This blog lists sources concerning higher education in Brazil that are readily available online through a Google search. Below, it is evident that there is a difference between articles that report on the structure of the educational system in Brazil and the problems that students face in obtaining an university education and those that are published by U.S. business media, which tend to have an overly positive opinion about higher education in Brazil and focus on the growth of for-profit institutions.
This article describes why all eyes should be on Brazil when discussing changes in education and social mobility in education. It discusses the persistent problem in Brazil’s higher education system; while Brazil has some of the best universities in Latin America, they remain exclusive. This article reports on recent government actions that are aimed to address this problem.
An excellent article that provides a historical perspective of key developments in Brazilian educational policy since 1968, when Law 5540 reformed the educational system. The author, Danilo de Melo Costa, is from the Universidade Federal de Minas Gerais (UFMG). The article was first published in the newsletter of the Higher Education SIG, Comparative and International Education Society, CIES.
This article provides an overview of the Brazilian higher educational system, which is made up of 2,565 higher education institutions according to the 2011 census (INEP 2013). The author discusses the types of institutions that are active in Brazil, including public universities, public regional institutions, and private institutions. She also gives a historical trajectory of education policy in the country.
Like the article above, this article provides an overview of how the higher educational system works in Brazil. It describes the types of Brazilian higher education institutions including in-person public and private universities and distance learning. It also details how universities are measured and assessed in Brazil.
BRAZIL IN THE US MEDIA
“It is important for all business leaders and global influences with a desire to understand Brazil to familiarize themselves with Brazilian academia’s higher education institutions” this article reports. Yet, the article focuses on traditional partnerships between U.S. and Brazilian institutions. It covers the for-profit sector with a focus on the profit potential of academia. Little is said about the quality of education or the challenges that face students attempting to access higher education in Brazil today.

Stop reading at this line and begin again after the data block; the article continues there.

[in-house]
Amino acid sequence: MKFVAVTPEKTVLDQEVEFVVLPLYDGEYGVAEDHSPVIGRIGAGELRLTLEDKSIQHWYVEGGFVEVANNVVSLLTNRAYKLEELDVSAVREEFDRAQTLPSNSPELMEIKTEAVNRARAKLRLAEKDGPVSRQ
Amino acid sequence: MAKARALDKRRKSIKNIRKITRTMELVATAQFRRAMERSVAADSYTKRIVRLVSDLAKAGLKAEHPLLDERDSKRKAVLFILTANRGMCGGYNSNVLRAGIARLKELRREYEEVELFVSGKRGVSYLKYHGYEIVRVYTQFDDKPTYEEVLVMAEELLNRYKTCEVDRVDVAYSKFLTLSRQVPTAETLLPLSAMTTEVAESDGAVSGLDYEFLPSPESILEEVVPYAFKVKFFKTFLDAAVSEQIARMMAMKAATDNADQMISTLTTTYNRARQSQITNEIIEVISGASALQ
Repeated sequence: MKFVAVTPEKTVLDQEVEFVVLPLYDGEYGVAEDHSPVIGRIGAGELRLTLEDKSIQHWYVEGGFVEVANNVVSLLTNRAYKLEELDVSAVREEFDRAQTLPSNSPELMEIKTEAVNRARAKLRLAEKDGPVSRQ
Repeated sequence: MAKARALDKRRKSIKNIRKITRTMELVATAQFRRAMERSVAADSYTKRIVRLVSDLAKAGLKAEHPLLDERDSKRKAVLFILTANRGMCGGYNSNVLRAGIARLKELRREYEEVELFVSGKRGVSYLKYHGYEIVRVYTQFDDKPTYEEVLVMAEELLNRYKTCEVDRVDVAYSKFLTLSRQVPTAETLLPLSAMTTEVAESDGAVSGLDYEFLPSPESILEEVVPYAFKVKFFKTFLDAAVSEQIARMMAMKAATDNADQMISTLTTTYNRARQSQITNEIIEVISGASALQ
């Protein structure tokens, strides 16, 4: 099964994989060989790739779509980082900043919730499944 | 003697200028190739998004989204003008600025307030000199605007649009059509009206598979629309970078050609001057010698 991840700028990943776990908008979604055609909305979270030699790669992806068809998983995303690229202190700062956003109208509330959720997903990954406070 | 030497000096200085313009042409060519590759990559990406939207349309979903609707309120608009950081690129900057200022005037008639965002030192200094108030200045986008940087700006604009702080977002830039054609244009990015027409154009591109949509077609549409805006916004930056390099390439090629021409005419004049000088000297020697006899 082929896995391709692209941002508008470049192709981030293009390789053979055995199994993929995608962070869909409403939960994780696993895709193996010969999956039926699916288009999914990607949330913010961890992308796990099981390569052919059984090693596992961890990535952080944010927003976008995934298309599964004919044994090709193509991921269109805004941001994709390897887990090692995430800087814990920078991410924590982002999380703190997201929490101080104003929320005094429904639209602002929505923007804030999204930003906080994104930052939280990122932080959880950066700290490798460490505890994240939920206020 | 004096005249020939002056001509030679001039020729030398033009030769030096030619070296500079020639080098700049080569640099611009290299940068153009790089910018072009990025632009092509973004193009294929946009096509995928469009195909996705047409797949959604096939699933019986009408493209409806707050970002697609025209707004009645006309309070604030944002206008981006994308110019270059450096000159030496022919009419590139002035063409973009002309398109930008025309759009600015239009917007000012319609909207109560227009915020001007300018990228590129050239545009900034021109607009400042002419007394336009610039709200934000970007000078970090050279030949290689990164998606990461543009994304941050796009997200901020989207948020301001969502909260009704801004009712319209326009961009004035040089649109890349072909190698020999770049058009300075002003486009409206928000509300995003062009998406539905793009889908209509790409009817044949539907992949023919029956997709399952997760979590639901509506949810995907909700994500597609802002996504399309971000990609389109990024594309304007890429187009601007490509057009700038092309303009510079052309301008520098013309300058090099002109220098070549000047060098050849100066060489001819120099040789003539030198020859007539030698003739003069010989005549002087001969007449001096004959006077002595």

This article describes economic inequality in Brazilian universities and perceived problems with a new quota system. It discusses the racial dynamics of education; the top schools are federal school where students do not have to pay school fees, but they are also mostly white institutions.
This article paints an overly rosy picture of the for-profit education sector in Brazil. The sector is growing by leaps and bounds and currently has three-quarters of the country’s higher education market. The article reports on the merger of two large for-profit education firms in Brazil, the economic environment in which they operate, and their plans for future growth in the country.
This article also covers the for-profit education sector and the merger of Advent International and Kroton. Focusing on the business success of the for-profit sector, the article does not cover the problems of for-profit education in Brazil. Instead, it discusses the reasons why the government has allowed this sector to grow.
WORLD BANK FUNDED REPORTS
This resource provides an overview of the educational system. It is most useful for its historical perspective, comparisons to the U.S. and European systems, the statistics it provides and the charts and tables that appear at the end of the report.
This report focuses on primary and middle school education in Brazil. It is useful for studying higher education because it provides an analysis of the conditions of the educational system for students before entering university. It also provides a chapter on educational history in Brazil.
STUDY ABROAD PROGRAM
This is a three-week study abroad program ran by New York University. Students traveled to São Paulo, Salvador da Bahia, and Rio de Janeiro to study higher education and affirmative action in Brazil. The syllabus is available online through the website.